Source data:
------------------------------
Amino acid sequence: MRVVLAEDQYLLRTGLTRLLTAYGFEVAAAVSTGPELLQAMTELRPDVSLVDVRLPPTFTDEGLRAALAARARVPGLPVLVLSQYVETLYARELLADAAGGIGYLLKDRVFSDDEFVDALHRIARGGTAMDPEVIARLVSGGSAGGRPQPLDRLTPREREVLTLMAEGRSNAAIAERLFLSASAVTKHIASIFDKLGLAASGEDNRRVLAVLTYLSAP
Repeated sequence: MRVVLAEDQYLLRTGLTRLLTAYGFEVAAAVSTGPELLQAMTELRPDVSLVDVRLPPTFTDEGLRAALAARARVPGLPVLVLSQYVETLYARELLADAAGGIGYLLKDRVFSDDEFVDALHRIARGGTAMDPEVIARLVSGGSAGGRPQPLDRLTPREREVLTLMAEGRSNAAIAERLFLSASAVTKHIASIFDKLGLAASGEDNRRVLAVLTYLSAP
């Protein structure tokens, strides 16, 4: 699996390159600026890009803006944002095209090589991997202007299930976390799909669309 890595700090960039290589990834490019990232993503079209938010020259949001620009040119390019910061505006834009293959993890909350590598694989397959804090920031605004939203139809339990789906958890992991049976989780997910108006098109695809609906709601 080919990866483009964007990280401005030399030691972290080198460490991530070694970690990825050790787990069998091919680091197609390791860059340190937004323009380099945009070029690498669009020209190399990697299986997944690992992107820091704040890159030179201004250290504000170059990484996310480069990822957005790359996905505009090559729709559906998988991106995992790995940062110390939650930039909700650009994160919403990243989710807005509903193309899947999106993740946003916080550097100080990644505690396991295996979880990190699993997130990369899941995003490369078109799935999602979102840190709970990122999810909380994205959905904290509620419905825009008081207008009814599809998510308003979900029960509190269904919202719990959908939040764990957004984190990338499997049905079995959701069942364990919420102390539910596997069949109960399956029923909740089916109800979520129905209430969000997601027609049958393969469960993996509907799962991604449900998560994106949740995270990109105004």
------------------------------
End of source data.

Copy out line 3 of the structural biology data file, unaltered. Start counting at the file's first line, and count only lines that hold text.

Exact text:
């Protein structure tokens, strides 16, 4: 699996390159600026890009803006944002095209090589991997202007299930976390799909669309 890595700090960039290589990834490019990232993503079209938010020259949001620009040119390019910061505006834009293959993890909350590598694989397959804090920031605004939203139809339990789906958890992991049976989780997910108006098109695809609906709601 080919990866483009964007990280401005030399030691972290080198460490991530070694970690990825050790787990069998091919680091197609390791860059340190937004323009380099945009070029690498669009020209190399990697299986997944690992992107820091704040890159030179201004250290504000170059990484996310480069990822957005790359996905505009090559729709559906998988991106995992790995940062110390939650930039909700650009994160919403990243989710807005509903193309899947999106993740946003916080550097100080990644505690396991295996979880990190699993997130990369899941995003490369078109799935999602979102840190709970990122999810909380994205959905904290509620419905825009008081207008009814599809998510308003979900029960509190269904919202719990959908939040764990957004984190990338499997049905079995959701069942364990919420102390539910596997069949109960399956029923909740089916109800979520129905209430969000997601027609049958393969469960993996509907799962991604449900998560994106949740995270990109105004």